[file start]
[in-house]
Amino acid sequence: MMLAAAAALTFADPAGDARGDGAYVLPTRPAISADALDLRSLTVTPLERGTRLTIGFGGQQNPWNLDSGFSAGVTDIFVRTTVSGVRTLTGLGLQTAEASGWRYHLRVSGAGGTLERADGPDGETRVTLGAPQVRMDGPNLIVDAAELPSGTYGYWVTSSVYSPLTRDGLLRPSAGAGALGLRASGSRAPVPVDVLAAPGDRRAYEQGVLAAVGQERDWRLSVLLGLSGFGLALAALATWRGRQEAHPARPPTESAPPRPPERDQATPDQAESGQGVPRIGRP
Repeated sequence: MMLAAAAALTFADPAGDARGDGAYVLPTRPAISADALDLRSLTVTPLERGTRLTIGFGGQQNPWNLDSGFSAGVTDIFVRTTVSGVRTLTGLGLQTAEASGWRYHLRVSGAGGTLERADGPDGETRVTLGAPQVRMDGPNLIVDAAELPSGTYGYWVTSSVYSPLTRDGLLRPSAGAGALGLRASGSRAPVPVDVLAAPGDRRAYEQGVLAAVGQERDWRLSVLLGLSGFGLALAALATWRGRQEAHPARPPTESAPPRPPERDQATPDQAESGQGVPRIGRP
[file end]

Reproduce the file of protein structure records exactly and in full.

[in-house]
Amino acid sequence: MMLAAAAALTFADPAGDARGDGAYVLPTRPAISADALDLRSLTVTPLERGTRLTIGFGGQQNPWNLDSGFSAGVTDIFVRTTVSGVRTLTGLGLQTAEASGWRYHLRVSGAGGTLERADGPDGETRVTLGAPQVRMDGPNLIVDAAELPSGTYGYWVTSSVYSPLTRDGLLRPSAGAGALGLRASGSRAPVPVDVLAAPGDRRAYEQGVLAAVGQERDWRLSVLLGLSGFGLALAALATWRGRQEAHPARPPTESAPPRPPERDQATPDQAESGQGVPRIGRP
Repeated sequence: MMLAAAAALTFADPAGDARGDGAYVLPTRPAISADALDLRSLTVTPLERGTRLTIGFGGQQNPWNLDSGFSAGVTDIFVRTTVSGVRTLTGLGLQTAEASGWRYHLRVSGAGGTLERADGPDGETRVTLGAPQVRMDGPNLIVDAAELPSGTYGYWVTSSVYSPLTRDGLLRPSAGAGALGLRASGSRAPVPVDVLAAPGDRRAYEQGVLAAVGQERDWRLSVLLGLSGFGLALAALATWRGRQEAHPARPPTESAPPRPPERDQATPDQAESGQGVPRIGRP